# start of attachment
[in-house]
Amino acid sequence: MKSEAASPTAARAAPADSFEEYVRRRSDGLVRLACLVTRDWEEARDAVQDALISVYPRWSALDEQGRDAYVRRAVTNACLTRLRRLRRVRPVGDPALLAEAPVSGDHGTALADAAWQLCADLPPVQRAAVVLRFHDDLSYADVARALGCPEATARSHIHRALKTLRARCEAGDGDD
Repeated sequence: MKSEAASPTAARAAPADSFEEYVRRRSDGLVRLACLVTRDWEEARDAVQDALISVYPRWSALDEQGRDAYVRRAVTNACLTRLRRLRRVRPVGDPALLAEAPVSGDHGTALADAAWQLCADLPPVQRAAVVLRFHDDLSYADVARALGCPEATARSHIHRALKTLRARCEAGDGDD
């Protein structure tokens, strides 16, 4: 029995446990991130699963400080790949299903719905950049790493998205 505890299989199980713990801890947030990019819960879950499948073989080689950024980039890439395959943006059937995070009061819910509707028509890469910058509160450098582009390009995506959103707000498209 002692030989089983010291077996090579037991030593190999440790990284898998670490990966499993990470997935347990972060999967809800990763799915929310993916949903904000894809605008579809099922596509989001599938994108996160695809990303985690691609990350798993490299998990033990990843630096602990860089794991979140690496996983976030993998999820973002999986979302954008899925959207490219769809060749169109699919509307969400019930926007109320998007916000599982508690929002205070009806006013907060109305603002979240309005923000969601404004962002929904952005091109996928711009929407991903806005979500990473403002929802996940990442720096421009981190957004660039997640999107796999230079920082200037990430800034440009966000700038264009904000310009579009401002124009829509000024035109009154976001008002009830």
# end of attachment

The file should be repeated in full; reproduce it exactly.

[in-house]
Amino acid sequence: MKSEAASPTAARAAPADSFEEYVRRRSDGLVRLACLVTRDWEEARDAVQDALISVYPRWSALDEQGRDAYVRRAVTNACLTRLRRLRRVRPVGDPALLAEAPVSGDHGTALADAAWQLCADLPPVQRAAVVLRFHDDLSYADVARALGCPEATARSHIHRALKTLRARCEAGDGDD
Repeated sequence: MKSEAASPTAARAAPADSFEEYVRRRSDGLVRLACLVTRDWEEARDAVQDALISVYPRWSALDEQGRDAYVRRAVTNACLTRLRRLRRVRPVGDPALLAEAPVSGDHGTALADAAWQLCADLPPVQRAAVVLRFHDDLSYADVARALGCPEATARSHIHRALKTLRARCEAGDGDD
């Protein structure tokens, strides 16, 4: 029995446990991130699963400080790949299903719905950049790493998205 505890299989199980713990801890947030990019819960879950499948073989080689950024980039890439395959943006059937995070009061819910509707028509890469910058509160450098582009390009995506959103707000498209 002692030989089983010291077996090579037991030593190999440790990284898998670490990966499993990470997935347990972060999967809800990763799915929310993916949903904000894809605008579809099922596509989001599938994108996160695809990303985690691609990350798993490299998990033990990843630096602990860089794991979140690496996983976030993998999820973002999986979302954008899925959207490219769809060749169109699919509307969400019930926007109320998007916000599982508690929002205070009806006013907060109305603002979240309005923000969601404004962002929904952005091109996928711009929407991903806005979500990473403002929802996940990442720096421009981190957004660039997640999107796999230079920082200037990430800034440009966000700038264009904000310009579009401002124009829509000024035109009154976001008002009830």